So how much might it be worth to be a quarterback at Brigham Young University?
If you're Ryan Hancock, about $100,000.That's how much Hancock turned down from the California Angels last June so he could play quarterback at Brigham Young.
"When some people just hear how much I turned down they look at me like I'm crazy. Those are the people who don't know the whole story," said Hancock, who pitches for BYU.
"It was a real hard call, believe me. Sometimes I even wonder why I did it, but then I start thinking more rationally. I couldn't just quit football; to forget I ever played it. Who knows what my future would be in football, but that would be something I might regret if I never found out, especially after the kind of senior season I had."
Hancock had quite a senior year at Monte Vista High School in Cupertino, Calif., throwing for for 3,600 yards and 42 touchdowns in 10 games. He was California State Player of the Year.
As a pitcher, Hancock had a 15-0 record, a 0.56 earned run average, and 155 strikeouts in 85 innings. His team was ranked second in the nation and Hancock was named Northern California Player of the Year.
Hancock was recruited heavily not only by BYU, but Stanford, Miami, Texas A&M and just about every other college. Then rumors spread.
"I heard that since I was a Mormon and my parents went to BYU that I was all set to go there," Hancock said. "It all fit like a puzzle to them. So everybody else gave up on me. BYU was always my top choice, but I would have liked to have at least have had a choice."
The rumors didn't stop there either. Not many colleges recruited him for baseball and several major-league teams called him before the baseball draft asking if the rumors were true.
"A lot of people told me that if I said I won't play football, I'd get a lot of money," Hancock said. "I had a summer-league coach who was a scout himself and he'd always say to call the other scouts and tell them I'm not going to play football to see how much money I would get.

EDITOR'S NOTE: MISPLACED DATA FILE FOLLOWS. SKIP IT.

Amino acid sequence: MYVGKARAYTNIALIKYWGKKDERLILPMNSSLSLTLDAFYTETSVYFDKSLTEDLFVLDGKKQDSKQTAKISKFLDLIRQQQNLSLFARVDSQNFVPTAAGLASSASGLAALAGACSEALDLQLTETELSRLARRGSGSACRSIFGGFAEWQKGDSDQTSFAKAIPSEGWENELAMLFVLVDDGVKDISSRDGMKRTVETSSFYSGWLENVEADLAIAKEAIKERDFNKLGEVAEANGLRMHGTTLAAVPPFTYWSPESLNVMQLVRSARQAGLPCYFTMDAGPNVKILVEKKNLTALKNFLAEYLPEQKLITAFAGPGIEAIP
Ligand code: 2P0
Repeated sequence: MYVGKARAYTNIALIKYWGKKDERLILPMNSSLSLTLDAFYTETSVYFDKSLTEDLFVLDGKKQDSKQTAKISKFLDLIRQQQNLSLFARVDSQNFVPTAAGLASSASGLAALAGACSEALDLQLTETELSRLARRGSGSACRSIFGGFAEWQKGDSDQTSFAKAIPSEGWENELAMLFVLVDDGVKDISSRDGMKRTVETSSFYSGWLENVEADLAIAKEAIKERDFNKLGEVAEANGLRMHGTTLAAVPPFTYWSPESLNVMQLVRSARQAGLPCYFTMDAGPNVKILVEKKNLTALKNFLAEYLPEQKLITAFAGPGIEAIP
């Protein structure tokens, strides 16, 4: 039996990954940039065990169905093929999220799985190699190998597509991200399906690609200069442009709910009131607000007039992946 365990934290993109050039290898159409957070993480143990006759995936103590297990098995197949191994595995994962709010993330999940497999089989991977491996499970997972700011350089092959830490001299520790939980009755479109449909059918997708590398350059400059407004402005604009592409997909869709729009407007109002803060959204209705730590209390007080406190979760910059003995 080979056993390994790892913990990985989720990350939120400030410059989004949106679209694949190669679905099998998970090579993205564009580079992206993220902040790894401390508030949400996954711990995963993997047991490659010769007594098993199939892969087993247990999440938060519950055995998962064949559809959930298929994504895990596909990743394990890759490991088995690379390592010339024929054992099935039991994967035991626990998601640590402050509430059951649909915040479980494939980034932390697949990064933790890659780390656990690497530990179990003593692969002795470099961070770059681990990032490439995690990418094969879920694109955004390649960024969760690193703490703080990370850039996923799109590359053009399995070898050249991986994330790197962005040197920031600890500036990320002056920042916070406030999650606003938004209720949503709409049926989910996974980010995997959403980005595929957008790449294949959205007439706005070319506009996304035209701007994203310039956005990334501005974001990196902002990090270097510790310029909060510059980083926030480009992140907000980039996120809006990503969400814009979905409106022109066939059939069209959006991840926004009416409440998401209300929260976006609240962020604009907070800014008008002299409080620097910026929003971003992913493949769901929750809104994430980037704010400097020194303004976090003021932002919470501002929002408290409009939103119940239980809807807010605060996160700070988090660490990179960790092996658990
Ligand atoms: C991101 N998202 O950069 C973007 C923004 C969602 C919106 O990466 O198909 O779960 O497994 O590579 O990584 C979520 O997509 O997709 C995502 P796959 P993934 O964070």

"But I just couldn't do that. I couldn't lie to them. At first I was thinking what might happen if I said I wasn't sure I was playing football, but I couldn't even do that.
"I was tempted, though, because I wanted to know what might have happened if I wasn't playing football. People have told me I would have gone in the first or second round and that was good enough for me."
The Angels just couldn't pass up on Hancock and his 93-mph fastball and ended up drafting him in the 14th round.
"I told them that if they came up with $180,000 then I would sign, but I knew they wouldn't do that. Maybe I was using them to make the decision for me," Hancock said. "The Angels were really nice about it. They just said, if it wasn't the right thing for me, don't be afraid to say no."
So Hancock said no.
Of course, there was another option. Hancock could have signed with the Angels and still played football for BYU.
"I would have been gone all the time, from school to the minors to school to the minors with no real breaks," Hancock said. "Maybe that way I could have everything, but I would have missed a lot of the fun of growing up. I thought maybe playing football and baseball would be tough, but I'm still having fun."
It also makes things easier that baseball coach Gary Pullins has a good working relationship with football coach Lavell Edwards.
"If I can get players like Ryan I'll recruit every day of the year for him (Edwards)," Pullins said. "Football got him here and football is going to keep him here, so it's not going to hurt my feelings if football is No. 1 with him."
In fact, once Pullins told one of his baseball players to just concentrate on football.
"I was very glad when he listened to me and chose football," Pullins said. "I have to admit I did that to save myself a lot of agony. That guy was a nut."
And that player? Jim McMahon.
Pullins sees a lot of McMahon in Hancock, but only on the field.
"He's the same kind of competitor as Jim was, but he's just wrapped up in a much nicer package," Pullins said. "Ryan is so competitive that sometimes we just have to slow him down. When he's at football practice, it's snap the ball and pass it. Our quarterbacks don't ever hand off to anybody, so when he's practicing with us, we have to take it easy on him. We don't want that right arm to get tired."
So Hancock has been used mostly in relief, and is living up to the advanced billing by Baseball America, which rated him the 14th best freshman in the nation. In 10 innings, Hancock has struck out 24 batters and, more impressively, opponents are hitting .091 against Hancock.
"I know that I have been taking a gamble by waiting, but I think this can only help me the next time. The money is still going to be there."
The next time will be in two years when Hancock is a junior and eligible for the baseball draft again. He also would have finished his sophomore season in football, and if he's starting quarterback for BYU, it can only add to his leverage - as if he needed any.